Parents fight back after schools vowed to defy end of Plan B and force pupils ...

Parents fight back after schools vowed to defy end of Plan B and force pupils ...
Parents fight back after schools vowed to defy end of Plan B and force pupils ...

Parents have launched a campaign to prevent ‘overzealous’ schools from imposing masks in schools after teaching unions threatened to derail Boris Johnson’s easing of Covid curbs.

Head teachers in England are set to ignore the Prime Minister’s bonfire of Plan B restrictions by compelling pupils to keep covering their faces in classrooms.

Britain’s big teaching unions have accused the embattled Tory leader of making the decision to save his own political career as he handles the fallout from ‘Partygate’, rather than basing it on ‘sound public health and scientific advice’. 

The National Education Union warned against lifting Omicron measures ‘too quickly’, claiming it could lead to ‘more disruption’ for schools.

Its general secretary Dr Mary Bousted called the removal of masks ‘premature’, adding: ‘Rather than announcements aimed at saving Boris Johnson’s job, (the) Government should be exercising a duty of care to the nation’s pupils and the staff who educate them.’

Geoff Barton, the ASCL’s boss, said: ‘There is a danger that we are heading once again for a situation in which the Government gives the impression that the crisis is over when in actual fact there is huge disruption continuing to take place in education’.

Parent group UsForThem, which campaigned to get classrooms reopened during the pandemic, has now urged its supporters to bombard MPs and ministers with letters to ‘stop overzealous local public health authorities from unilaterally implementing face masks in schools’.

Mr Johnson’s easing of Omicron curbs was also welcomed by senior Conservative backbencher Robert Halfon and the National Deaf Children’s Society.

It comes as a recent poll by parent voice charity Parentkind found that nearly two thirds of parents of secondary school children are not in favour of masks in the classroom. There was less opposition among parents to coverings in communal school areas.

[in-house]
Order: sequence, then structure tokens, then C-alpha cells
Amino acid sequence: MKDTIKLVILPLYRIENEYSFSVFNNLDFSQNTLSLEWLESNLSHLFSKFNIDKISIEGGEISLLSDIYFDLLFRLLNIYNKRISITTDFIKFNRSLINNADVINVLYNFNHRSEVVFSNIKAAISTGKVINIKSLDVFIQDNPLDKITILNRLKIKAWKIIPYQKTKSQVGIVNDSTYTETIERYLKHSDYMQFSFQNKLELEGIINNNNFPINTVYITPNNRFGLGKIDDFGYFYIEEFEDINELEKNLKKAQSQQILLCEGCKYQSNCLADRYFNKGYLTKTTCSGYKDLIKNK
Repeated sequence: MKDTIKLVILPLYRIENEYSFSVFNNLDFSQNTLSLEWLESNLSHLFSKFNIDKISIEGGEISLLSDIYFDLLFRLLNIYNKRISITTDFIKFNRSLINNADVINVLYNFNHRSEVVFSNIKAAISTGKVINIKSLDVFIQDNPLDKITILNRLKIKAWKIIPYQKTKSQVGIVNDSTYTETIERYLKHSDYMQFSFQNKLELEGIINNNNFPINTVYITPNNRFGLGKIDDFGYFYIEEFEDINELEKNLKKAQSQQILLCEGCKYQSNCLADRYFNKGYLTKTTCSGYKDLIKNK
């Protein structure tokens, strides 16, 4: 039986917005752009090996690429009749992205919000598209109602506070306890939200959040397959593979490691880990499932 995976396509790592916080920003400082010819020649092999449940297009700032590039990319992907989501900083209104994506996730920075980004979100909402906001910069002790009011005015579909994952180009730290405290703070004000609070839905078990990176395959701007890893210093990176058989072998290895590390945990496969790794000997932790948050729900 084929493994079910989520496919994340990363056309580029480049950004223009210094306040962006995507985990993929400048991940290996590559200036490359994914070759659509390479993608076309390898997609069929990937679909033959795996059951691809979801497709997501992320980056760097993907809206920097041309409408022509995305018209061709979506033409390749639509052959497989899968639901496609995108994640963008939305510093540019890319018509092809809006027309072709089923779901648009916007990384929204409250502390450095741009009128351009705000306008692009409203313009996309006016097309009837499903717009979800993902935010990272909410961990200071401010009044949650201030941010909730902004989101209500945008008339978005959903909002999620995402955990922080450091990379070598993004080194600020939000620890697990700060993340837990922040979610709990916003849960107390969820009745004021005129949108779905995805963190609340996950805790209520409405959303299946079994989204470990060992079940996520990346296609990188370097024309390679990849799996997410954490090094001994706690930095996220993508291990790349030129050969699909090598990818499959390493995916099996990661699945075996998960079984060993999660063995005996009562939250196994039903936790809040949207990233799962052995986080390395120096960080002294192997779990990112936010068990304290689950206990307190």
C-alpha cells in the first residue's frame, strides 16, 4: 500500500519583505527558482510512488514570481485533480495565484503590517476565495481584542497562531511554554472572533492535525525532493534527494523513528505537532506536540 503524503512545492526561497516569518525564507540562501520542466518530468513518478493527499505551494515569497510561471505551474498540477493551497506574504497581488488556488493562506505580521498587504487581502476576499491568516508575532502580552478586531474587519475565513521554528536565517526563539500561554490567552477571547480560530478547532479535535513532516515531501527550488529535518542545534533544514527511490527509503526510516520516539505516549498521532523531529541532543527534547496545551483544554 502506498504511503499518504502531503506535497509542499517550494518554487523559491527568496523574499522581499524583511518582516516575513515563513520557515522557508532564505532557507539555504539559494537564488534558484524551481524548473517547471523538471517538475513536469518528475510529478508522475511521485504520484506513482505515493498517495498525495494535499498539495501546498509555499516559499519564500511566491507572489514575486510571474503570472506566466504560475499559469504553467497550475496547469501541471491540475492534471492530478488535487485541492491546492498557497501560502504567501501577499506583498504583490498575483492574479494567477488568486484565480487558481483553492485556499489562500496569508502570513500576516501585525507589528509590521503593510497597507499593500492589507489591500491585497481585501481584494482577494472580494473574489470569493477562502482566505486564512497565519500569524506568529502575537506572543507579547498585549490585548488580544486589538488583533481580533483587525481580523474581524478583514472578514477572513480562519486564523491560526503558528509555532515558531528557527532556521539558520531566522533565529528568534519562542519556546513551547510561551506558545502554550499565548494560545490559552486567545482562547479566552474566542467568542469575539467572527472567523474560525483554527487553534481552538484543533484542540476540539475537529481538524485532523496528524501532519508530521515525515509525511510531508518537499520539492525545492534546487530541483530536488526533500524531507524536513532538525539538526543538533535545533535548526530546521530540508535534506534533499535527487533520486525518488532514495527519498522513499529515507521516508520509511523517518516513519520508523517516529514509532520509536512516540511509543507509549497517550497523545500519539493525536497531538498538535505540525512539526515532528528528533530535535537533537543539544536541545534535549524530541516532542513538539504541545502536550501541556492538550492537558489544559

Schools are preparing to defy the Prime Minister by ordering children to continue wearing masks in classrooms

In a statement to MPs in the Commons yesterday, Boris Johnson announced WFH guidance would be immediately dropped and rules on masks in schools would also be scrapped from today. Other restrictions including compulsory face coverings on public transport and in shops will end next Thursday

In a statement to MPs in the Commons yesterday, Boris Johnson announced WFH guidance would be immediately dropped and rules on masks in schools would also be scrapped from today. Other restrictions including compulsory face coverings on public transport and in shops will end next Thursday

So what is changing... and when will it happen? Your guide to the post-curb rules as Boris Johnson announces the end of Covid Plan B restrictions 



The Prime Minister said the Government is no longer asking people to work from home. He called on people to speak to their employers about arrangements for returning to the office.



From today, secondary school pupils will not have to wear face coverings in classrooms.

The requirement to wear masks in corridors and other communal areas will end next Thursday, January 27.



From next Thursday, the Government will no longer legally mandate the wearing of face coverings in shops and on public transport.

But they will continue to suggest masks should be worn in enclosed and crowded places where people could come into contact with those they do not normally meet.

The Prime Minister said this meant the Government will 'trust the judgment of the British people and no longer criminalise anyone who chooses not to wear one'.


Proof of vaccination or a recent negative test will no longer be needed to enter nightclubs and large venues from next Thursday.

But businesses will still be free to use the NHS Covid Pass if they want.



An announcement is expected soon on scrapping the requirement for fully vaccinated travellers to take a Covid test on returning to England.

No 10 said the rules will be reviewed by the end of January.


Plans to ease restrictions on care home visits will be announced in the next few days. At present, care homes must impose severe restrictions on visitors for up to 28 days if there has been a Covid outbreak affecting two or more residents.



Boris Johnson said he 'very much expects' not to renew the legal requirement to self-isolate with Covid when the rules lapse on March 24.

He said this could happen even earlier, if the data allows.

The legal requirement will be replaced with guidance that urges people with the virus to be careful and considerate of others.



Free Covid lateral flow tests look set to be scrapped by July.